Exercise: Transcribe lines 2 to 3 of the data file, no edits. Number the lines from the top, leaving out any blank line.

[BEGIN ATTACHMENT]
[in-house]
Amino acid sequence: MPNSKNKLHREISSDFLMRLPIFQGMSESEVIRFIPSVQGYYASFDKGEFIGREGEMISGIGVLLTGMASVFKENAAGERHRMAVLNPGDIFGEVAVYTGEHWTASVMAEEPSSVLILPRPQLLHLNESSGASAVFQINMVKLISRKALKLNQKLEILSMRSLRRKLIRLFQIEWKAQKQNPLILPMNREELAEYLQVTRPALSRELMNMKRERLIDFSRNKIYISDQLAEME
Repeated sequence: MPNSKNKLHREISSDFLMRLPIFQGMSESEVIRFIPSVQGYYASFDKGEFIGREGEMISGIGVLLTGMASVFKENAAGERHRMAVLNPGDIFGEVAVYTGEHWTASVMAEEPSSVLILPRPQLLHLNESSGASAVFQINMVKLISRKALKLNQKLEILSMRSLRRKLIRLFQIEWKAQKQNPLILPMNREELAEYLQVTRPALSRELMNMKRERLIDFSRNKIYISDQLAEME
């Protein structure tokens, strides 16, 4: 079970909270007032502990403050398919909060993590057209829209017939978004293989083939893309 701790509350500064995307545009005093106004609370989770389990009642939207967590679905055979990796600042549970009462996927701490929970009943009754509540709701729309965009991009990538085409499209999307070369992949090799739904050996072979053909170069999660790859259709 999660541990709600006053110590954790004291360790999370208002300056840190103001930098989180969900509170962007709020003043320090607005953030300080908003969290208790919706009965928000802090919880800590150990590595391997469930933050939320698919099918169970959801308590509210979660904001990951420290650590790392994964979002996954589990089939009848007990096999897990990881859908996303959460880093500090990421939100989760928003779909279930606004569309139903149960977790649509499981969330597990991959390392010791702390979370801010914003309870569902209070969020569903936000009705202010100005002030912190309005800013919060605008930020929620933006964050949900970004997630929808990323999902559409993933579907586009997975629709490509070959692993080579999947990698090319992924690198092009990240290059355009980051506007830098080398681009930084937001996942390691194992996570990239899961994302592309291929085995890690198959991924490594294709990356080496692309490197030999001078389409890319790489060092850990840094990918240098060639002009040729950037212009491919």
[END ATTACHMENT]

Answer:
Amino acid sequence: MPNSKNKLHREISSDFLMRLPIFQGMSESEVIRFIPSVQGYYASFDKGEFIGREGEMISGIGVLLTGMASVFKENAAGERHRMAVLNPGDIFGEVAVYTGEHWTASVMAEEPSSVLILPRPQLLHLNESSGASAVFQINMVKLISRKALKLNQKLEILSMRSLRRKLIRLFQIEWKAQKQNPLILPMNREELAEYLQVTRPALSRELMNMKRERLIDFSRNKIYISDQLAEME
Repeated sequence: MPNSKNKLHREISSDFLMRLPIFQGMSESEVIRFIPSVQGYYASFDKGEFIGREGEMISGIGVLLTGMASVFKENAAGERHRMAVLNPGDIFGEVAVYTGEHWTASVMAEEPSSVLILPRPQLLHLNESSGASAVFQINMVKLISRKALKLNQKLEILSMRSLRRKLIRLFQIEWKAQKQNPLILPMNREELAEYLQVTRPALSRELMNMKRERLIDFSRNKIYISDQLAEME